Prof. Maurer is quite right to highlight the issue of how more recent knowledge from empirical educational research, medicine, and psychology is incorporated into teacher training. In the first place, the universities responsible for training teachers for the various types of schools must play a role in this. The requirement that new knowledge must be integrated into teacher training can be unreservedly supported (1). Germany’s Federal Ministry of Education and Research has recently started promoting a pilot scheme to improve teacher training, as part of a “Teacher Training Quality Offensive,” identifying psychological stresses and possibilities for support and intervention in schools (2) (www.uni-muenchen.de/aktuelles/news/2015/lehrerausbildung.html). This training meets the requirement of being highly accessible and widely disseminated, as it is modular and available online.
Because the effects of changes to teacher training are not felt by students until many years later, Prof. Maurer’s second requirement—improving teachers’ continuing professional development—is vital. The cooperation project mentioned for professional development of learning support teachers is very welcome. There are also other examples, such as the cooperation between the Bavarian State Ministry for Education and Cultural Affairs and pediatric and adolescent psychiatrists in Landshut, Regensburg, Würzburg, and Munich for the continuing professional development of teachers in special schools on dealing with children and adolescents experiencing psychological stress (http://www.kjp.med.uni-muenchen.de/lehre/weiterb_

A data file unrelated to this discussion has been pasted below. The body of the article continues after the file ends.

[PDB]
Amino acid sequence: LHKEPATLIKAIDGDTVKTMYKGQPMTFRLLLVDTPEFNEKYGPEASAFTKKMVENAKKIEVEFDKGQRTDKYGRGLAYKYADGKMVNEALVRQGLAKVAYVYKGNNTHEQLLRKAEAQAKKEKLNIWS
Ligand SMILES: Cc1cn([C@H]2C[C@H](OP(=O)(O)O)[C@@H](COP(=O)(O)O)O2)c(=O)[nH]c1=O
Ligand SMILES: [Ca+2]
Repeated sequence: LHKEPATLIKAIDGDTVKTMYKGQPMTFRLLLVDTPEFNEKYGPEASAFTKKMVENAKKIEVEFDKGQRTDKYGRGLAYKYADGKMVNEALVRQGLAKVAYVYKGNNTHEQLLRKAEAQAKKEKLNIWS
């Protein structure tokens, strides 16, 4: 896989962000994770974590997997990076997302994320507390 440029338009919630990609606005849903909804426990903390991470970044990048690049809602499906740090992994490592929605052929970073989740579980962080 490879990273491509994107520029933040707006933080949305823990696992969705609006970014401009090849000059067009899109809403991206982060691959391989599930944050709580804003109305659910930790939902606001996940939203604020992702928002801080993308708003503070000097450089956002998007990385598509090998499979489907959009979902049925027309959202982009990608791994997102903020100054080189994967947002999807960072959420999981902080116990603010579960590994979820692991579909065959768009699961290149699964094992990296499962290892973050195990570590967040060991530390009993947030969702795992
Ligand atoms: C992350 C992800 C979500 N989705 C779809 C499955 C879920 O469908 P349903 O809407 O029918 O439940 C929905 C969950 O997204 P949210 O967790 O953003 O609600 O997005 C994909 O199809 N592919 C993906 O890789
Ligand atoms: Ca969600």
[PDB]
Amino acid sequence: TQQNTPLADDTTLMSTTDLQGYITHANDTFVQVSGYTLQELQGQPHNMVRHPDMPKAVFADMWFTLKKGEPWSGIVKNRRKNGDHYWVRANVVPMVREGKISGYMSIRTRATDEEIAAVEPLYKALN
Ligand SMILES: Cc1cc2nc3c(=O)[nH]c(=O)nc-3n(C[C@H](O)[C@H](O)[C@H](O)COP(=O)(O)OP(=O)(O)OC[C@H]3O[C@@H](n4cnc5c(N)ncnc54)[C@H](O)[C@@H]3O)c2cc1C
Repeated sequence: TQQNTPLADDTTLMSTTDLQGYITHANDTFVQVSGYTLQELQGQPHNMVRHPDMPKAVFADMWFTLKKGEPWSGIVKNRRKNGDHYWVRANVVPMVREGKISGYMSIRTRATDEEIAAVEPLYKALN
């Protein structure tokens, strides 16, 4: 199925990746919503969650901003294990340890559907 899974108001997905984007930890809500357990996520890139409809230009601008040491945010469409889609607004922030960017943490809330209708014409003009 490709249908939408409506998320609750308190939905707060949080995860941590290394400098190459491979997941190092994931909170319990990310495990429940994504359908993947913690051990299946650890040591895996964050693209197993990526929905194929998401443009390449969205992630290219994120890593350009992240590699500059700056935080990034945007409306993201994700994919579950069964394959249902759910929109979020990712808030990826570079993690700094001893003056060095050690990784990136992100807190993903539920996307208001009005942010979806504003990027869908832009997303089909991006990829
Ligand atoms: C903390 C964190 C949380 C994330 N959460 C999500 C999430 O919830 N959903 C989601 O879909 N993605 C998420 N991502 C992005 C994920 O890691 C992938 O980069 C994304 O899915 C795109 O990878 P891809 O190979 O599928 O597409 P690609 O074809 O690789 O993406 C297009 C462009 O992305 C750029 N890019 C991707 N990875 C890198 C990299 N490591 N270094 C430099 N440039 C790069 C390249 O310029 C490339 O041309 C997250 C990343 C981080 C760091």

lehrer.php; NB: This continuing professional development opportunity is currently no longer on offer due to a lack of funds). The problem with pilot schemes is rolling them out into new areas and making them permanent.
Both Prof. Maurer and Dr. Gorzny indicate the importance of medical knowledge for schools. Even where there is a correlation between what is known as the chronotype and psychological state, or between chronotype and individual learning capacity (3), this knowledge is often not applied when structuring the school day. Exceptions to this include the Jack Steinberger School in Bad Kissingen, in which great importance is attached to exposure to daylight and classwork is written only from the third period onwards. This is intended to allow later chronotypes to work in conditions which are better suited to them. In Alsfeld, near Aachen, there is even a pilot scheme allowing students to arrive at school later, so that they can be taught according to their own chronotypes.
Close observation of school students when reading is very important, as is establishing when reading problems are caused by eyesight problems, as stated in the recently published S3 Guideline on Diagnosing and Treating Reading and/or Writing Disorders (4). All students with reading problems should therefore undergo ophthalmological examination if they report relevant symptoms, as the guideline recommends.
Prof. Dr. med. Gerd Schulte-Körne
Klinik und Poliklinik für Kinder- und Jugendpsychiatrie
Psychosomatik und Psychotherapie
Conflict of interest statement
The author declares that no conflict of interest exists.